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YEAR 2000 Yearbook Of American and Canadian Churches
A Valuable Resource For Congregations, Journalists, Scholars

Yearbook Theme is Religious Pluralism
"Religious Pluralism: America In The Year 2000"

February 18, 2000, NEW YORK CITY – Anyone who has anything to do with religion can find a treasure trove of resources in the Year 2000 Yearbook of American and Canadian Churches. Its 408 pages – and now even its inside covers – are chock full of useful and fascinating facts, figures, maps, graphics and detailed listings.

Prepared by the National Council of Churches, the Yearbook’s directories include U.S. and Canadian denominational and ecumenical bodies, cooperative organizations, seminaries and Bible colleges, religious periodicals and church archives and – for the first time this year – contacts in eight "non-Christian" faith traditions in America.

The Yearbook also is the most up-to-date, comprehensive source of membership and financial statistics from North America’s churches and regularly features essays on the ever-changing American religious landscape. No wonder church leaders, journalists, seminary and public libraries, researchers and scholars use the Yearbook extensively.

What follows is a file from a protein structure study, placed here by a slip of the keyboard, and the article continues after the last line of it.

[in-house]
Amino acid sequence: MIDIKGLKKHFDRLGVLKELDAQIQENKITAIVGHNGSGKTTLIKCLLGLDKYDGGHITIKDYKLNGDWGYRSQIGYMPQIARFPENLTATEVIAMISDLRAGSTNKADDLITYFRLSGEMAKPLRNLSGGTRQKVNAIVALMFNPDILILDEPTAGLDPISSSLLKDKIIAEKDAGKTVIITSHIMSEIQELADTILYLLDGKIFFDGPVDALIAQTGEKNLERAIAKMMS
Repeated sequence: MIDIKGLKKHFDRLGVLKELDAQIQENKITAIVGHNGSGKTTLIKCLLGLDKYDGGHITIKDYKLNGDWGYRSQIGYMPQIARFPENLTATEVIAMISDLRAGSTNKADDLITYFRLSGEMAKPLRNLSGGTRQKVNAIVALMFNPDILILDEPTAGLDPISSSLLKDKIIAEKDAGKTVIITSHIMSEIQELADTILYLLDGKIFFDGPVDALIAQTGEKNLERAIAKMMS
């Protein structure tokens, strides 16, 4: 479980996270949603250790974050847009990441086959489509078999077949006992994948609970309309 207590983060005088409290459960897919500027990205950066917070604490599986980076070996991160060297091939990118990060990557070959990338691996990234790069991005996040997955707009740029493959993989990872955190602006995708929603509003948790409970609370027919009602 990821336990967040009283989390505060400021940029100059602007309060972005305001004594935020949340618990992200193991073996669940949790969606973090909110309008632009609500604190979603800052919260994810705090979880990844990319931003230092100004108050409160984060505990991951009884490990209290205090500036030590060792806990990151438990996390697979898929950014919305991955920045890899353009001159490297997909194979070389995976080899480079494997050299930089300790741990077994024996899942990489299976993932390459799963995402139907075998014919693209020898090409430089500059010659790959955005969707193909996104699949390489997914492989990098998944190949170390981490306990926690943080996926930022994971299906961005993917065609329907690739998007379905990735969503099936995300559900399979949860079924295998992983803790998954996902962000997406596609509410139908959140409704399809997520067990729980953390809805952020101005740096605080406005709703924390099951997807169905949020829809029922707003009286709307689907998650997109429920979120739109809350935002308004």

Lilly Endowment Inc. Grant Enables Further Enhancements

An indispensable resource on North America’s religious life since it was first published 68 years ago, the Yearbook’s value is surging thanks to a three-year, $635,000 redevelopment grant from Lilly Endowment Inc. Awarded just over a year ago, the grant already has enabled:

The Year 2000 Yearbook of American and Canadian Churches is published by Abingdon Press, Nashville, Tenn. It may be ordered by e-mail (; phone (888-870-3325); fax (212-870-2817); or mail (Yearbook Orders, National Council of Churches, Room 880, 475 Riverside Drive, New York, NY 10115). Cost is $40 including shipping.

Some "Findings" from the Year 2000 Yearbook

The Year 2000 Yearbook addresses two strong, persistent trends in American religious life – extremely high religious affiliation rates and an ever more pluralistic religious composition.

In the Year 2000 Yearbook’s opening essay, the Rev. Dr. Eileen W. Lindner, the Yearbook’s editor, explores the first trend. Dr. Lindner, a church historian and Presbyterian Church (U.S.A.) minister, notes researchers’ increasingly more nuanced intepretation of the various growth and decline cycles of specific religious traditions during the last quarter of the twentieth century.

The number of those who name Christianity as their religious preference is declining as a percentage of the population, but affiliation remains high when all religions are taken into account. Research by Gallup, Roper and others continues to report extremely high religious affiliation rates among Americans, Dr. Lindner writes.